What is Noni Juice? Could it be snake oil?
It must have been a sight in the olden days when an angry mob would tar and feather a snake oil salesman. Why would a group of people get that upset? What was the snake oil salesman’s crime?
From all accounts, these guys would gather an innocent group of unsuspecting folks and con them into believing his bottles of useless sugar water were some kind of miracle cure. He’d charge an arm and a leg for his cheap “magic” potion and then try to high tail it out of town –before the mob started heating up the tar.
The interesting thing about this is that the snake oil salesman is still alive and doing quite well today. And people are still getting conned into buying his “magic” bottles of sugar water. It’s sad but true.
But what does all this have to do with Noni Juice? Everything!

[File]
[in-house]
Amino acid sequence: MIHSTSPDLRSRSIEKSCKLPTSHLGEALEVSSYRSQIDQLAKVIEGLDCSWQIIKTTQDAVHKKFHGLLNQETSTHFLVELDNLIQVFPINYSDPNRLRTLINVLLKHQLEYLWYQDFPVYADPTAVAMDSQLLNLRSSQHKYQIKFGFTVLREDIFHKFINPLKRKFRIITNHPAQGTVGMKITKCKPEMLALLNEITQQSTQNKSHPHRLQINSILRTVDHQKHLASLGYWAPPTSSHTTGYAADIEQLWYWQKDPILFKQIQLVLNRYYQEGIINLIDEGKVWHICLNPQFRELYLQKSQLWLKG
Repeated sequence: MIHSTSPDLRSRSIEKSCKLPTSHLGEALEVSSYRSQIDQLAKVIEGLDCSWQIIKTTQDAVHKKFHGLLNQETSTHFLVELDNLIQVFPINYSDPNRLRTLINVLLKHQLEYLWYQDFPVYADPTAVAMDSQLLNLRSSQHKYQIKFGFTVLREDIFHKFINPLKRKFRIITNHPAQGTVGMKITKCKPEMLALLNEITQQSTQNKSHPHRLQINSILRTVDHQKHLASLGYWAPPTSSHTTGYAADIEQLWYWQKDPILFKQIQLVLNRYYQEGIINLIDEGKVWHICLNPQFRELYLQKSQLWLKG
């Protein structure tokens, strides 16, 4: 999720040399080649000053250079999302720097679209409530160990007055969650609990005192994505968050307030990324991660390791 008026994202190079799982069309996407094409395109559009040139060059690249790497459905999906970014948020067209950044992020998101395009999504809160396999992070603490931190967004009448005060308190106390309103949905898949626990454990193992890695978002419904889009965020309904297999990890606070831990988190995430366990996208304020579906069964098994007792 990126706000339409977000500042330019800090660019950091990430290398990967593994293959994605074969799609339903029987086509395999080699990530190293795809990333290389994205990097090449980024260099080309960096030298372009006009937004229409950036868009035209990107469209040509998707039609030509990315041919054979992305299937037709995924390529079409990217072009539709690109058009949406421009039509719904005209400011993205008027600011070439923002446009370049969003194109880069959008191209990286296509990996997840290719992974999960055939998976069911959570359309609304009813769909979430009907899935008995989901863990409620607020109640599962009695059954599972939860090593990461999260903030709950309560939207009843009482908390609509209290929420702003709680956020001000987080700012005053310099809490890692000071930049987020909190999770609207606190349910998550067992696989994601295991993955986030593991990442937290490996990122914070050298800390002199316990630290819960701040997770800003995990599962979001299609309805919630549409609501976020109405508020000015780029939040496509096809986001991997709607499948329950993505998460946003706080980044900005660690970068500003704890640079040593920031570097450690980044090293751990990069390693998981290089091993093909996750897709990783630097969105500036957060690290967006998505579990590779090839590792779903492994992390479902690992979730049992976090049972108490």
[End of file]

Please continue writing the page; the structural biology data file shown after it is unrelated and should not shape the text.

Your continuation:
For example, Noni contains a so-called “miracle” ingredient named proxeronine which is supposed to be a precursor to xeronine. Now, have you ever heard of anyone dying from a deficiency of either proxeronine or xeronine? No, you haven’t? Have you ever seen either of these two elements on the RDA list? No? Well, have you ever seen any valid peer review research that proves anything whatsoever about these two ingredients? Of course not! And, more than likely, you never will.
There’s absolutely NO real science, NO real research and NO real proof – NOTHING – behind the Noni salesman’s hype that his bottles of sugary juice cures arthritis, ulcers, sprains, depression, high blood pressure, menstrual cramps and on and on and on. Well, you may ask, have these con artists ever been tarred and feathered? Yes, as a matter of fact, they have. Only it was a modern version of “tar and feathers.”
The Morinda company, who first hyped Noni Juice, has been busy settling legal actions taken against them by the Attorney Generals of California, Arizona, New Jersey and Texas. The charges? Making unsubstantiated claims about Noni Juice. Sounds like snake oil salesmen to me.
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